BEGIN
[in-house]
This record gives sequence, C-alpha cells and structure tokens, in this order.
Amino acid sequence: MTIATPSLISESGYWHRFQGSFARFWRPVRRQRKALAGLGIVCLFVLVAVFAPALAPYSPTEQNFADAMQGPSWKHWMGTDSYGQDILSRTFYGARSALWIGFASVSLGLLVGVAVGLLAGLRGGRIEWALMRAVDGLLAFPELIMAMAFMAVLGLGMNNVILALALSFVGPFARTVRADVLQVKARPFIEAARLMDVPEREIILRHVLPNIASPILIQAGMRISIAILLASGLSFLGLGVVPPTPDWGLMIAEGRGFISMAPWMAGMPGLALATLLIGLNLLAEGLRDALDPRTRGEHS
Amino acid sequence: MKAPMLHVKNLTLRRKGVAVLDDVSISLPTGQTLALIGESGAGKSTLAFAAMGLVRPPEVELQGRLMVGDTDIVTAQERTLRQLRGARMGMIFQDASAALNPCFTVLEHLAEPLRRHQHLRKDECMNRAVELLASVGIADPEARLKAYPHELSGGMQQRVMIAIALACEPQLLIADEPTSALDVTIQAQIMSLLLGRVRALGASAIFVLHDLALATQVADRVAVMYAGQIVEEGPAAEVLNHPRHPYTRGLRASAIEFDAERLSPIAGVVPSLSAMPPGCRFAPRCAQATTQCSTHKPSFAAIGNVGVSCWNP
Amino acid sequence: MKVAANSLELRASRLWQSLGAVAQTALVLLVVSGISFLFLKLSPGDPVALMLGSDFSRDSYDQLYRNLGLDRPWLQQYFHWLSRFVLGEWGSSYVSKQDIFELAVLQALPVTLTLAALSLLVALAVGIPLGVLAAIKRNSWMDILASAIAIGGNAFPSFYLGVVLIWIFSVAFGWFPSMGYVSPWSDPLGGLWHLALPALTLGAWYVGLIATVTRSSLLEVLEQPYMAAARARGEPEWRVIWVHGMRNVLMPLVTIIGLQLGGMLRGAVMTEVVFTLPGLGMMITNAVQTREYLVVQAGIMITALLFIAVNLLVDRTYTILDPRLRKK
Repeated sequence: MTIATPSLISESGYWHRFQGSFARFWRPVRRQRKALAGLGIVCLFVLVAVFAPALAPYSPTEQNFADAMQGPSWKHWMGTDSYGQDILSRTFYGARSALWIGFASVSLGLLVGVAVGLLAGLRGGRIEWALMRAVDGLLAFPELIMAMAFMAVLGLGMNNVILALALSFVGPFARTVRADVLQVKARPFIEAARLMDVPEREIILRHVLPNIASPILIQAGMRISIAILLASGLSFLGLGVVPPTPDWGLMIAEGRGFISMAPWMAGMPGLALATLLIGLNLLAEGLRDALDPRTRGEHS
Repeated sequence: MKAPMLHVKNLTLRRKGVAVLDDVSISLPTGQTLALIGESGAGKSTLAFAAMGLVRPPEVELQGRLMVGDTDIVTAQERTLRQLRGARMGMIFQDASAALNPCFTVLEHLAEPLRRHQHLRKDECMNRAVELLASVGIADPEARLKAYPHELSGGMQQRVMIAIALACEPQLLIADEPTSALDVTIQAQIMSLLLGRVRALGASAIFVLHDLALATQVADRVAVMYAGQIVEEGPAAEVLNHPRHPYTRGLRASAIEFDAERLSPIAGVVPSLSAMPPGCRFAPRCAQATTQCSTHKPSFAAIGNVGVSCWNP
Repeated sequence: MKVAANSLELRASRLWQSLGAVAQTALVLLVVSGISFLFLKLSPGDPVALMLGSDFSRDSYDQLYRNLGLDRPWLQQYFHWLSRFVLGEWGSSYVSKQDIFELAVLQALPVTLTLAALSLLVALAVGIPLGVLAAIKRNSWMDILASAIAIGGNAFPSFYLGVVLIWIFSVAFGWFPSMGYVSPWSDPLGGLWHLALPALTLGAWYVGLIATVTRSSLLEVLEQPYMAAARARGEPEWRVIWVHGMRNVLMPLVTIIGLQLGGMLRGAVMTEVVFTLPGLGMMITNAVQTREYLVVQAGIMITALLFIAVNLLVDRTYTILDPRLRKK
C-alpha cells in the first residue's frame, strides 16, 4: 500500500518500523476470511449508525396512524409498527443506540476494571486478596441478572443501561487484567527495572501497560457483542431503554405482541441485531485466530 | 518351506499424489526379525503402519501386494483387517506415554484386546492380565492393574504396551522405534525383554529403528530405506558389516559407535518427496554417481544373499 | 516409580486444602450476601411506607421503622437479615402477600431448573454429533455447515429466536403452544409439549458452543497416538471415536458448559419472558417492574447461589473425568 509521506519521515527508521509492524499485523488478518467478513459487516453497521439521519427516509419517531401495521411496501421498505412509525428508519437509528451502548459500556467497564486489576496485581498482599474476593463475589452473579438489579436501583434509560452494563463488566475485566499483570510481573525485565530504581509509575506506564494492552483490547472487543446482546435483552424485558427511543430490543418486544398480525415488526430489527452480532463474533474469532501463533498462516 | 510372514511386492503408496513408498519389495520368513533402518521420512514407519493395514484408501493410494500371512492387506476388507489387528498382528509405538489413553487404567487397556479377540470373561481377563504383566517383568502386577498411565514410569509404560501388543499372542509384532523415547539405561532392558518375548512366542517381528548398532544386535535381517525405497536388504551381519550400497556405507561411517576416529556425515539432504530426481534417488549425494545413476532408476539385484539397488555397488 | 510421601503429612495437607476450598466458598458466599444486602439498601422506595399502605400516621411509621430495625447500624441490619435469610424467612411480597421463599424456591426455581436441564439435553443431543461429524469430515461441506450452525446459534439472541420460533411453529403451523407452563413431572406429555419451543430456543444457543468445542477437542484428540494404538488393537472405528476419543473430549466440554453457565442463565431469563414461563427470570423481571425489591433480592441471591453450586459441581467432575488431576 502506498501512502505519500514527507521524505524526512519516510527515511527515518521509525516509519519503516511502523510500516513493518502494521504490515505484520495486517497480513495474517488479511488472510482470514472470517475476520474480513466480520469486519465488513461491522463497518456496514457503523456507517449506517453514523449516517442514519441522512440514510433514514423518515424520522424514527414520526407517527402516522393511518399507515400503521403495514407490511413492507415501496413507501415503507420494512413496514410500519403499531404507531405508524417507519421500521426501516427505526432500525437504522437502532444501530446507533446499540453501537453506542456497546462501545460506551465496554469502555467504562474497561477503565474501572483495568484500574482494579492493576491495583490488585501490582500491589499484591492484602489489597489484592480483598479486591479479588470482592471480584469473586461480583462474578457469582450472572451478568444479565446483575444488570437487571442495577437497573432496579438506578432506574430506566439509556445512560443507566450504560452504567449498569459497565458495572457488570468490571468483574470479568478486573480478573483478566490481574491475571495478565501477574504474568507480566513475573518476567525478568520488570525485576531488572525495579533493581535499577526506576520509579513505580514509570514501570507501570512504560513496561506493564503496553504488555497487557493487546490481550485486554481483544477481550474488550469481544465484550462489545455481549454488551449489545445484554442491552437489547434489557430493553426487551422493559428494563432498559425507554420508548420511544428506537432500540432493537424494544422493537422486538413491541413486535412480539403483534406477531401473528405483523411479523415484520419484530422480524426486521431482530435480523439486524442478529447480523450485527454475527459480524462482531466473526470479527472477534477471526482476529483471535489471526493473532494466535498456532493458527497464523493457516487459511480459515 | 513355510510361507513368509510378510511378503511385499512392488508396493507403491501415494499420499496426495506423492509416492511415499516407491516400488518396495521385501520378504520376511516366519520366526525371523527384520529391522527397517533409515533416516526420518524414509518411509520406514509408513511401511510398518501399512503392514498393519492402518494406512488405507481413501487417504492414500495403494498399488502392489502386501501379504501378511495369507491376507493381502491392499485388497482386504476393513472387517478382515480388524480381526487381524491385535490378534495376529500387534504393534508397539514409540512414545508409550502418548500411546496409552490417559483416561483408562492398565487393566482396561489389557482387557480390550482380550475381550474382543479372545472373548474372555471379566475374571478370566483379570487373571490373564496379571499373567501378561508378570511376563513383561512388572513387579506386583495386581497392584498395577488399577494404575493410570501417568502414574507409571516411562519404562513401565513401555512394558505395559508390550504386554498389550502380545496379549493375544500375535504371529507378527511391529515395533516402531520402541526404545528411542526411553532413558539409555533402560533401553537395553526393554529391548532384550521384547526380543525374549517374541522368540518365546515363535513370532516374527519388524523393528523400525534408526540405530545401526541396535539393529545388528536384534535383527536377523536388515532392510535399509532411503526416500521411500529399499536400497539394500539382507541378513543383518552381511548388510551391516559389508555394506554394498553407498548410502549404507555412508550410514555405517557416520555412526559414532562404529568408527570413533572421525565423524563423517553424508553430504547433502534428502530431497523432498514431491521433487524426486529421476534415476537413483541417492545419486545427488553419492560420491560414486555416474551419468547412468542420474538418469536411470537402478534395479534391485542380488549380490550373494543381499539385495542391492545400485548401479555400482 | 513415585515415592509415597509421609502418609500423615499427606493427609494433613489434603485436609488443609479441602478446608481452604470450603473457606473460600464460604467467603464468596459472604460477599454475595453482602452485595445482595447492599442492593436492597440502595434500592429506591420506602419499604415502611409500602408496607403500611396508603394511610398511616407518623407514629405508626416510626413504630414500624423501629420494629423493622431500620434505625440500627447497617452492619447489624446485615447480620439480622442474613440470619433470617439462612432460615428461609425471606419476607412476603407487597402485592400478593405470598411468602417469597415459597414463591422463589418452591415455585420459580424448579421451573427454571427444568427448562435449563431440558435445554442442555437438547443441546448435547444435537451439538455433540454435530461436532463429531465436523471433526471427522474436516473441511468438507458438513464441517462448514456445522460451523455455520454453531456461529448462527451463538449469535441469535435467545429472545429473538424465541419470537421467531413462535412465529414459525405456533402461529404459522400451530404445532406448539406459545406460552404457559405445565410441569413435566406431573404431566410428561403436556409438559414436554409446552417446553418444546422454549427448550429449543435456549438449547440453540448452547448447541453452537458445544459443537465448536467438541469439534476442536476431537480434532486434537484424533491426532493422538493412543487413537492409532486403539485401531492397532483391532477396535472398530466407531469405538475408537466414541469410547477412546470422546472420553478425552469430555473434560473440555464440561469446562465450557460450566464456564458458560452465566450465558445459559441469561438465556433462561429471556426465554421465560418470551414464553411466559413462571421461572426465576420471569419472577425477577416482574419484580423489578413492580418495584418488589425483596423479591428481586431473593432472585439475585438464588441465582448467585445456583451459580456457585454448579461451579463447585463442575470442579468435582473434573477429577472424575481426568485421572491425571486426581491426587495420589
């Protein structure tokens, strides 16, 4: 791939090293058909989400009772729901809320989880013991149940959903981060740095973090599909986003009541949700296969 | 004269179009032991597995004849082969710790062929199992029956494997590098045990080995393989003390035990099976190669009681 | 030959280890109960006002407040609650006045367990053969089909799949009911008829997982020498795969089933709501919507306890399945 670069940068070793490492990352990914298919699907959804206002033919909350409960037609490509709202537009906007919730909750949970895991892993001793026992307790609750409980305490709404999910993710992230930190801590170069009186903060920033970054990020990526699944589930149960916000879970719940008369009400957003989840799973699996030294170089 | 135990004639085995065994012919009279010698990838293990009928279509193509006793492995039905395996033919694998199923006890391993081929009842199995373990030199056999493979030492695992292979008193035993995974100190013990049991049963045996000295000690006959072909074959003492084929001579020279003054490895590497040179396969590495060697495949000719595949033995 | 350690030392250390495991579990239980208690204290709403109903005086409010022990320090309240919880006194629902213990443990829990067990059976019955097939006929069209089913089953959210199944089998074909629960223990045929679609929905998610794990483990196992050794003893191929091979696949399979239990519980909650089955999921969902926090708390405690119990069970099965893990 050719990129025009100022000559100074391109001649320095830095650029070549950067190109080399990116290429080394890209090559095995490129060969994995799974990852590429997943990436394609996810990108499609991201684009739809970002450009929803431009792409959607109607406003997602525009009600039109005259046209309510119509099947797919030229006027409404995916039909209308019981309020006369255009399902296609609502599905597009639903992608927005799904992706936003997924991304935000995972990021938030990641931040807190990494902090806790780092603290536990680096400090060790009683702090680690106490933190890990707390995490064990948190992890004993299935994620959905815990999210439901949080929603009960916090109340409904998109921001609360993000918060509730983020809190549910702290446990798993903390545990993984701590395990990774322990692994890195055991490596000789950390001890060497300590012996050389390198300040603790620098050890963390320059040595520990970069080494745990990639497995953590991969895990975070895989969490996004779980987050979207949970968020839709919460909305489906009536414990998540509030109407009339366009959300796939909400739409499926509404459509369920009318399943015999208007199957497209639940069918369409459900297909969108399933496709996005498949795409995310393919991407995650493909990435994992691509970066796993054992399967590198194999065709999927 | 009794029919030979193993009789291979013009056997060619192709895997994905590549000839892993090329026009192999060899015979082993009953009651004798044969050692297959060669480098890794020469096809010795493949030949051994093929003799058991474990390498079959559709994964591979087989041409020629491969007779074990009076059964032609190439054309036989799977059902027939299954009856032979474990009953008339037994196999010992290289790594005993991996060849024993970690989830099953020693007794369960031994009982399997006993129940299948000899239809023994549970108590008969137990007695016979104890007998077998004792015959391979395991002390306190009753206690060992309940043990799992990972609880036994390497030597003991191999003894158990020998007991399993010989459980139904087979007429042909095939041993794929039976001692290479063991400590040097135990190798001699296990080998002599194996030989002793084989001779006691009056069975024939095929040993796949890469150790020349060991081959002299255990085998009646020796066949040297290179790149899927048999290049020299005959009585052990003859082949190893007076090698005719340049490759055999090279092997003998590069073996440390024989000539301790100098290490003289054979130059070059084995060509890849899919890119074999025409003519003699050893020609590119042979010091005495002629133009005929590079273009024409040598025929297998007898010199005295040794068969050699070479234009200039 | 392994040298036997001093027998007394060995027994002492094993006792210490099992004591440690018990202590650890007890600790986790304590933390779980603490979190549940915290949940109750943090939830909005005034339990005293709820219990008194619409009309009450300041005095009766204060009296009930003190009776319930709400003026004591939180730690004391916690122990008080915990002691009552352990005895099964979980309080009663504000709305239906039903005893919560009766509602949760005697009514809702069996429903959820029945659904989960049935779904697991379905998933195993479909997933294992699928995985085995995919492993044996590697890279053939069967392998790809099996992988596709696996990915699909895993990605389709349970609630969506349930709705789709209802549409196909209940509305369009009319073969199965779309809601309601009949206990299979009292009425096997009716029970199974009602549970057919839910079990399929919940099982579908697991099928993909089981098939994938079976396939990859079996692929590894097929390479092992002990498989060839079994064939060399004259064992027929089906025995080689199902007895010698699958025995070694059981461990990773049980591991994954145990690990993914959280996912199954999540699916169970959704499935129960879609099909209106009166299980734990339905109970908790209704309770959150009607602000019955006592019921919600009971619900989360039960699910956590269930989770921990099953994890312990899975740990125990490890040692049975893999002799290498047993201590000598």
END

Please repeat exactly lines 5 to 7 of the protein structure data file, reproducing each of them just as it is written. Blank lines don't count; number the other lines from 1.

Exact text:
Amino acid sequence: MKVAANSLELRASRLWQSLGAVAQTALVLLVVSGISFLFLKLSPGDPVALMLGSDFSRDSYDQLYRNLGLDRPWLQQYFHWLSRFVLGEWGSSYVSKQDIFELAVLQALPVTLTLAALSLLVALAVGIPLGVLAAIKRNSWMDILASAIAIGGNAFPSFYLGVVLIWIFSVAFGWFPSMGYVSPWSDPLGGLWHLALPALTLGAWYVGLIATVTRSSLLEVLEQPYMAAARARGEPEWRVIWVHGMRNVLMPLVTIIGLQLGGMLRGAVMTEVVFTLPGLGMMITNAVQTREYLVVQAGIMITALLFIAVNLLVDRTYTILDPRLRKK
Repeated sequence: MTIATPSLISESGYWHRFQGSFARFWRPVRRQRKALAGLGIVCLFVLVAVFAPALAPYSPTEQNFADAMQGPSWKHWMGTDSYGQDILSRTFYGARSALWIGFASVSLGLLVGVAVGLLAGLRGGRIEWALMRAVDGLLAFPELIMAMAFMAVLGLGMNNVILALALSFVGPFARTVRADVLQVKARPFIEAARLMDVPEREIILRHVLPNIASPILIQAGMRISIAILLASGLSFLGLGVVPPTPDWGLMIAEGRGFISMAPWMAGMPGLALATLLIGLNLLAEGLRDALDPRTRGEHS
Repeated sequence: MKAPMLHVKNLTLRRKGVAVLDDVSISLPTGQTLALIGESGAGKSTLAFAAMGLVRPPEVELQGRLMVGDTDIVTAQERTLRQLRGARMGMIFQDASAALNPCFTVLEHLAEPLRRHQHLRKDECMNRAVELLASVGIADPEARLKAYPHELSGGMQQRVMIAIALACEPQLLIADEPTSALDVTIQAQIMSLLLGRVRALGASAIFVLHDLALATQVADRVAVMYAGQIVEEGPAAEVLNHPRHPYTRGLRASAIEFDAERLSPIAGVVPSLSAMPPGCRFAPRCAQATTQCSTHKPSFAAIGNVGVSCWNP